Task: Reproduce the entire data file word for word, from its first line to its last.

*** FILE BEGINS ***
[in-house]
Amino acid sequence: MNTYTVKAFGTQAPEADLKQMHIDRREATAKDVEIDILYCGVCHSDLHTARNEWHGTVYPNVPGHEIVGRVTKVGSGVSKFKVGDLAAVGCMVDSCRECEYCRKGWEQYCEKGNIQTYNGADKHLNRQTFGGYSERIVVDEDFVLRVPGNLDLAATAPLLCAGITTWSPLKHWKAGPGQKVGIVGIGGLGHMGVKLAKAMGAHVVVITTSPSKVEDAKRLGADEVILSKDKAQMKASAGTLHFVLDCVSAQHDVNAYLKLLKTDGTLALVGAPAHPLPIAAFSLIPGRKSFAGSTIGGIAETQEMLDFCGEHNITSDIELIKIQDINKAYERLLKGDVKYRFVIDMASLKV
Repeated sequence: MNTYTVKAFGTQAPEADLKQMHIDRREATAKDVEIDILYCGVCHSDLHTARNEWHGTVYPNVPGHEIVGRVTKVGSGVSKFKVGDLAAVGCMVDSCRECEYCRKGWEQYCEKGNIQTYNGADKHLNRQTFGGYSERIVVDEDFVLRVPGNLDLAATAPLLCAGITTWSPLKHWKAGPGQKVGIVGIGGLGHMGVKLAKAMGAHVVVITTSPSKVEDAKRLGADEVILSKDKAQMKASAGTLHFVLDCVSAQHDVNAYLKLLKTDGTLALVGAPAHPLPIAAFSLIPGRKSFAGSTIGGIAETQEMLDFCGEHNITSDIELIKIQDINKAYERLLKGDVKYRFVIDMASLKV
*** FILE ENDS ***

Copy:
[in-house]
Amino acid sequence: MNTYTVKAFGTQAPEADLKQMHIDRREATAKDVEIDILYCGVCHSDLHTARNEWHGTVYPNVPGHEIVGRVTKVGSGVSKFKVGDLAAVGCMVDSCRECEYCRKGWEQYCEKGNIQTYNGADKHLNRQTFGGYSERIVVDEDFVLRVPGNLDLAATAPLLCAGITTWSPLKHWKAGPGQKVGIVGIGGLGHMGVKLAKAMGAHVVVITTSPSKVEDAKRLGADEVILSKDKAQMKASAGTLHFVLDCVSAQHDVNAYLKLLKTDGTLALVGAPAHPLPIAAFSLIPGRKSFAGSTIGGIAETQEMLDFCGEHNITSDIELIKIQDINKAYERLLKGDVKYRFVIDMASLKV
Repeated sequence: MNTYTVKAFGTQAPEADLKQMHIDRREATAKDVEIDILYCGVCHSDLHTARNEWHGTVYPNVPGHEIVGRVTKVGSGVSKFKVGDLAAVGCMVDSCRECEYCRKGWEQYCEKGNIQTYNGADKHLNRQTFGGYSERIVVDEDFVLRVPGNLDLAATAPLLCAGITTWSPLKHWKAGPGQKVGIVGIGGLGHMGVKLAKAMGAHVVVITTSPSKVEDAKRLGADEVILSKDKAQMKASAGTLHFVLDCVSAQHDVNAYLKLLKTDGTLALVGAPAHPLPIAAFSLIPGRKSFAGSTIGGIAETQEMLDFCGEHNITSDIELIKIQDINKAYERLLKGDVKYRFVIDMASLKV